Still, here's a job that landed in my 'hall of shame' folder.
I was feeling pretty confident. I cut out the letters, a 3D trick involving layering thin plywood over thicker ply, joining the pieces with little brads. I would cut out and sand the shape of the letter outline to some accuracy. Then I'd separate the two parts, cutting the thicker ply to make a thin wall that made a hollow letter, just right for casting. Most metal casting is done as thin as possible to save metal, reduce weight, and made the process easier.
I drew the outline of the wheat onto a big board on the floor, opened a big bag of potter's clay, and got to work. I modelled this in record time, patting myself on the back for being so darned clever: I'd made a press mould for the wheat heads, so that doing the entire array was a matter of pushing the soft clay into the mould, banging it out, and pushing it into place. Man, I felt like some kind of professional.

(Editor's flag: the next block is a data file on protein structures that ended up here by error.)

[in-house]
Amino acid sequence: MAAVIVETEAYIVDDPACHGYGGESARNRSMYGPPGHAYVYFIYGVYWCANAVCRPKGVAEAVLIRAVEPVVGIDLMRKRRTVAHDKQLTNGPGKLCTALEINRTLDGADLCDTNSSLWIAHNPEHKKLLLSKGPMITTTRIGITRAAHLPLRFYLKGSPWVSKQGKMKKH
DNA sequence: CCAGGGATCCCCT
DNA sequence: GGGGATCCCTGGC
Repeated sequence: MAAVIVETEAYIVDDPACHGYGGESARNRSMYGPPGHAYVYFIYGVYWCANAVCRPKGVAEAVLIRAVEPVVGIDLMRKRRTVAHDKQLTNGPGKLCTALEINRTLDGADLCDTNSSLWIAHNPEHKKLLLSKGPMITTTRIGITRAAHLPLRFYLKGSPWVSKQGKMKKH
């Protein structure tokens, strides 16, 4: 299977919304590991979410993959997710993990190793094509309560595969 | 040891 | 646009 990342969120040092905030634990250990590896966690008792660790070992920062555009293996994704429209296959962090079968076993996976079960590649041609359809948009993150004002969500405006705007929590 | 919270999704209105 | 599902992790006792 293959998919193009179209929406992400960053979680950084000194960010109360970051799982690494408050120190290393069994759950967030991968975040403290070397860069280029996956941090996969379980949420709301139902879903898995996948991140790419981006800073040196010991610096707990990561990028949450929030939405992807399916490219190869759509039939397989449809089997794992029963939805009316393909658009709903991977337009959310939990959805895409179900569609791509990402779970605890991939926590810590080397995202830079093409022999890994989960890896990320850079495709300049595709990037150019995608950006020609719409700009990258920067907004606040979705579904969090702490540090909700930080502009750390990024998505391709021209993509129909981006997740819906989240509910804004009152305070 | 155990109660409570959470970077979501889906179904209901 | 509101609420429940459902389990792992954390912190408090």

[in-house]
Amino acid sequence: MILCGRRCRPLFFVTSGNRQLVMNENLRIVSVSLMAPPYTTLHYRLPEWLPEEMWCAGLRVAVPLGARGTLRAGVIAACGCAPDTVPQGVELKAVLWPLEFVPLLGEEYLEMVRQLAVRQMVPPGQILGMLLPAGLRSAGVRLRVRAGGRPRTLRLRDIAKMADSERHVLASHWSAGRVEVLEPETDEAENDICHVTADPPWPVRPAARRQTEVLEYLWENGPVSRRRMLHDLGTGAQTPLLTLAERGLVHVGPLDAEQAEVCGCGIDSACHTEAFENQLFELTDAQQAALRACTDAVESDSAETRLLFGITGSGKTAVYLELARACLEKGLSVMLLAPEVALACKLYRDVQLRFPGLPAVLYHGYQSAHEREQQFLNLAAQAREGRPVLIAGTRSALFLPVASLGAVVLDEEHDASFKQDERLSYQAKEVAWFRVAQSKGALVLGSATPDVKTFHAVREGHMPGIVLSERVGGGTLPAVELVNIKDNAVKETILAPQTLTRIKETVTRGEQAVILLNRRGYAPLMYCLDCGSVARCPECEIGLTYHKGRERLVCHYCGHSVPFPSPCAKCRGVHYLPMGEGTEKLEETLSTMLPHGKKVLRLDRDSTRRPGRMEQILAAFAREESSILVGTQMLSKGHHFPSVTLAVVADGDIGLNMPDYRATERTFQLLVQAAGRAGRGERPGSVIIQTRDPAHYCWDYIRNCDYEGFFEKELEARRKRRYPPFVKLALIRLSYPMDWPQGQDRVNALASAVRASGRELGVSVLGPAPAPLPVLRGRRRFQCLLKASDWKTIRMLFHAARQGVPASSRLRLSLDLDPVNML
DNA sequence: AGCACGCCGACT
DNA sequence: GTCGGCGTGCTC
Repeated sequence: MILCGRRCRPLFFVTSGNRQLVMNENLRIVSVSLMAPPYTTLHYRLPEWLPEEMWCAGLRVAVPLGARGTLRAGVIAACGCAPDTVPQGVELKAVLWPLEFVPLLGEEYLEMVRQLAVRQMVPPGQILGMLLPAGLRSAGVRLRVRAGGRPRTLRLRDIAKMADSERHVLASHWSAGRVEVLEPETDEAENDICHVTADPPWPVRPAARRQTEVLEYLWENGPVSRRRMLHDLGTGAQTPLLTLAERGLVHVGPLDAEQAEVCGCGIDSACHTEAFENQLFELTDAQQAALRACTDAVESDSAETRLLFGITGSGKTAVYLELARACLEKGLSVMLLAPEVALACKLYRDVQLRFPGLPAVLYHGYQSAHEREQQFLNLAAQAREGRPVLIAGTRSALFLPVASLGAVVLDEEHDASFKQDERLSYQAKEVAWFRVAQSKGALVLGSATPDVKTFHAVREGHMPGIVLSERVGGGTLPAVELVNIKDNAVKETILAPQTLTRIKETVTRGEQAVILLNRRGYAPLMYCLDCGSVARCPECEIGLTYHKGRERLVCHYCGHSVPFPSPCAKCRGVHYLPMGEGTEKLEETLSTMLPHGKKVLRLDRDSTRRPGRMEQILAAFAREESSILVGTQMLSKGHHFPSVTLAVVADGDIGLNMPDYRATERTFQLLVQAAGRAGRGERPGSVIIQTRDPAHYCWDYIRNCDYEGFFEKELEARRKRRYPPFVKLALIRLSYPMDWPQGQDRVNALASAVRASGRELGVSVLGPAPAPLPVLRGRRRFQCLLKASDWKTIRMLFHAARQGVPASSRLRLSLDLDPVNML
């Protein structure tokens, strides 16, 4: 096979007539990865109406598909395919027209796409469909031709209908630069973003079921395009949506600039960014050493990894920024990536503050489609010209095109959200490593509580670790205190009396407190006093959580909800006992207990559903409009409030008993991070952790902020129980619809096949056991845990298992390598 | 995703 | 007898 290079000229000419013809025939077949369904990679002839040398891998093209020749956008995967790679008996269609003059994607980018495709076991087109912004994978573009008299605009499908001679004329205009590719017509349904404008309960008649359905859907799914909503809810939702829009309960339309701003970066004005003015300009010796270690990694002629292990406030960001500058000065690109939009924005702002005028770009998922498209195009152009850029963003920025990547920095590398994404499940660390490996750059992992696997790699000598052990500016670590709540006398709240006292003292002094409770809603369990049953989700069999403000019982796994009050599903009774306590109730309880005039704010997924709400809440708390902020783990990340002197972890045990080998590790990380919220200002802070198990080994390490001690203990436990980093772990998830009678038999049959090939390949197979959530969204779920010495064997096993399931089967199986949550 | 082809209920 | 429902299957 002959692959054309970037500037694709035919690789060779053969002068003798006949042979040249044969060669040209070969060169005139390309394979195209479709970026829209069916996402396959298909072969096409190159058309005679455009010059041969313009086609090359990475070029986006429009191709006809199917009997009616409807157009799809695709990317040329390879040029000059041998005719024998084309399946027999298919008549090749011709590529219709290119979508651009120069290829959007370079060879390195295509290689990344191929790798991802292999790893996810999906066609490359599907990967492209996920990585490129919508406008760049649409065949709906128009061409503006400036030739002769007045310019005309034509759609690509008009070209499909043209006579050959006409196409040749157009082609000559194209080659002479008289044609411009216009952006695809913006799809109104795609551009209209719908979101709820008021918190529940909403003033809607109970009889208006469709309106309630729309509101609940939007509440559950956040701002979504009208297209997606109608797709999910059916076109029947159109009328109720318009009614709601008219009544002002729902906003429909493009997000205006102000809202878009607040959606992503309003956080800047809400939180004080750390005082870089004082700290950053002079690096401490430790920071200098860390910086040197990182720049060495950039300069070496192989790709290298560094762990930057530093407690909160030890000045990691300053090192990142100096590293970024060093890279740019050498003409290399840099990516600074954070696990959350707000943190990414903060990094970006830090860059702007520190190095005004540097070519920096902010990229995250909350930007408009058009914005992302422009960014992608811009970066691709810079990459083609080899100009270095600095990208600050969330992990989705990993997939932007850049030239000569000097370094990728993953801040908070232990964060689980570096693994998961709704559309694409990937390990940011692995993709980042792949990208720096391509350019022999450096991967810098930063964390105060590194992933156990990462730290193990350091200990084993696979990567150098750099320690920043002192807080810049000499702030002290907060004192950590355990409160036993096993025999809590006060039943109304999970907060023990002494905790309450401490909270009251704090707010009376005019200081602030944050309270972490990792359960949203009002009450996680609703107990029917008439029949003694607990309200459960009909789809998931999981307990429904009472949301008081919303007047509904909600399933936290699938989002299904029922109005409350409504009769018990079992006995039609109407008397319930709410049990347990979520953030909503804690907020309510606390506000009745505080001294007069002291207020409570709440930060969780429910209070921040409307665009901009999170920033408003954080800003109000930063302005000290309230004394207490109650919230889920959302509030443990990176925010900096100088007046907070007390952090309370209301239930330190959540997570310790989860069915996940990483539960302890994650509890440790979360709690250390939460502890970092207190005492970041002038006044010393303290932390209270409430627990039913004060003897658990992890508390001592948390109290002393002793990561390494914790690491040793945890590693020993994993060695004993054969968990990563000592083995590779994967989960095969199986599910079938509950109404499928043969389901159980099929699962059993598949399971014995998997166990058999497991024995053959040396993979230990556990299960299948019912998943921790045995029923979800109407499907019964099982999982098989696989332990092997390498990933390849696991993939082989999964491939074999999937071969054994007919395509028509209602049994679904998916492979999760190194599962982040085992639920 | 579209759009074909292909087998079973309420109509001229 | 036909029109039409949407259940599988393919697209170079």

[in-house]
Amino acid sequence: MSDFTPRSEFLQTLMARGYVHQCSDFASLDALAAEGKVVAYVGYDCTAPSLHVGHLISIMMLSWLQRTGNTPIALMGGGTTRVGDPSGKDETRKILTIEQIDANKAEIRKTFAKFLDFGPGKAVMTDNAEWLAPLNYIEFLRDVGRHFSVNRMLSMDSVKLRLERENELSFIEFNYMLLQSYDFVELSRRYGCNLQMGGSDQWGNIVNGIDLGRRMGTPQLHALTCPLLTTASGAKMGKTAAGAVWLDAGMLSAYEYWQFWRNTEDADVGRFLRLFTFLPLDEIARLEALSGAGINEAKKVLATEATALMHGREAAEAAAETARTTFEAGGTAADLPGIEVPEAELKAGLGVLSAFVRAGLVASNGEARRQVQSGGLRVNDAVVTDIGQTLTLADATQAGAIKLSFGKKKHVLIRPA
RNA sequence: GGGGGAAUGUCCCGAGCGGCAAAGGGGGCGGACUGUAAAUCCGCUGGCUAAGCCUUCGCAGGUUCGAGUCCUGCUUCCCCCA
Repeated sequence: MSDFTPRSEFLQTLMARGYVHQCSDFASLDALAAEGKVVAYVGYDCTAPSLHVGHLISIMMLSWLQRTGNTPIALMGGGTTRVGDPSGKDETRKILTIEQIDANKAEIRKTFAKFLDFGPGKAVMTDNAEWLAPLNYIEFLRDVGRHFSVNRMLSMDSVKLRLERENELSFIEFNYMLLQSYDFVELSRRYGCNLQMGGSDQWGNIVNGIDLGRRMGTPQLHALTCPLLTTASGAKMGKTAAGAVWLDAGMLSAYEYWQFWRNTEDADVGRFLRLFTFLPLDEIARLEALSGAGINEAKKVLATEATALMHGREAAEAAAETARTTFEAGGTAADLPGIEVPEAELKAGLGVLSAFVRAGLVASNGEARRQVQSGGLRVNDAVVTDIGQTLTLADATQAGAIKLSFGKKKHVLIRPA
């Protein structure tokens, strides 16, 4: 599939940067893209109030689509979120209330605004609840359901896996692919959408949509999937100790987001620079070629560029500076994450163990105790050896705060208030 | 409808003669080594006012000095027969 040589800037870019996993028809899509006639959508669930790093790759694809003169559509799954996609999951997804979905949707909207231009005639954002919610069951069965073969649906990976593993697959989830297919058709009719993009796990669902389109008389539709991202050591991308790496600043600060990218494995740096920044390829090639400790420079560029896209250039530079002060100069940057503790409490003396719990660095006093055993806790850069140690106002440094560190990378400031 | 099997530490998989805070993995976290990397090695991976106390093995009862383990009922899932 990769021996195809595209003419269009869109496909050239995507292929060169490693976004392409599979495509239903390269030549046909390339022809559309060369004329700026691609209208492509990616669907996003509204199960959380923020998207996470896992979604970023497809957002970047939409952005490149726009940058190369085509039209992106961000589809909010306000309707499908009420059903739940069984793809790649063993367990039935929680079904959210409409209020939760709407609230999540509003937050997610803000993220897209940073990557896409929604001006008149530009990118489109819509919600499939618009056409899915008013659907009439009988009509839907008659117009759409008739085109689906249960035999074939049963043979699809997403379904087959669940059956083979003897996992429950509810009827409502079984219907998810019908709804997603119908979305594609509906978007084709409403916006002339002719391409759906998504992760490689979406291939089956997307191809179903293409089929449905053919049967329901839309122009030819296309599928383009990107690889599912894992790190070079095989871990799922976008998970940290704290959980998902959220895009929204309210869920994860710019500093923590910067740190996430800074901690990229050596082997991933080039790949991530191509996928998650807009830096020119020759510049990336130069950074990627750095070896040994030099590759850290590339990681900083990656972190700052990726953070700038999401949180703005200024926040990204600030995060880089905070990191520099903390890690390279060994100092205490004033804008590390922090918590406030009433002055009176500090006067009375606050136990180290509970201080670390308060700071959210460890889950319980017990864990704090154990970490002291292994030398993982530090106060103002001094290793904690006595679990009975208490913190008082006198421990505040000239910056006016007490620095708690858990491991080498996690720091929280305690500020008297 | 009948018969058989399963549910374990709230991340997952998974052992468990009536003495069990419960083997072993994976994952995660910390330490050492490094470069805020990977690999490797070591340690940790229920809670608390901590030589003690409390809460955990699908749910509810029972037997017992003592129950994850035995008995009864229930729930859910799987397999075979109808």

I added more plaster to be sure, then tied in long steel pipes for more strength. I was being professional, careful.
Next day I tried to lift this. I had to roll it over, right? Huh. It must have weighed 350 pounds. I had to buy a 'come-along'' a winch thing for stretching fencing, fasten it to the ceiling, and slowly winch this mould over. This took me all day.
I don't remember how long the smoothing part took. Awhile. There is this local saying: "I'll be home soon, honey" that is a bit of a joke.
And, of course, this mould had to be filled with a reasonably even 3/8" of epoxy-fibreglass. Sigh, that's a lot of goo to mix and smooth in. A lot of fairing afterwards. I'm not going to look at my old records to see what I got paid for this. I try to avoid pain and embarrassment.
And then, just tonight, I stumble on this photo:
I'd been in business 33 years when I did this job. Just how long does it take to find wisdom? Or, yikes, mastery?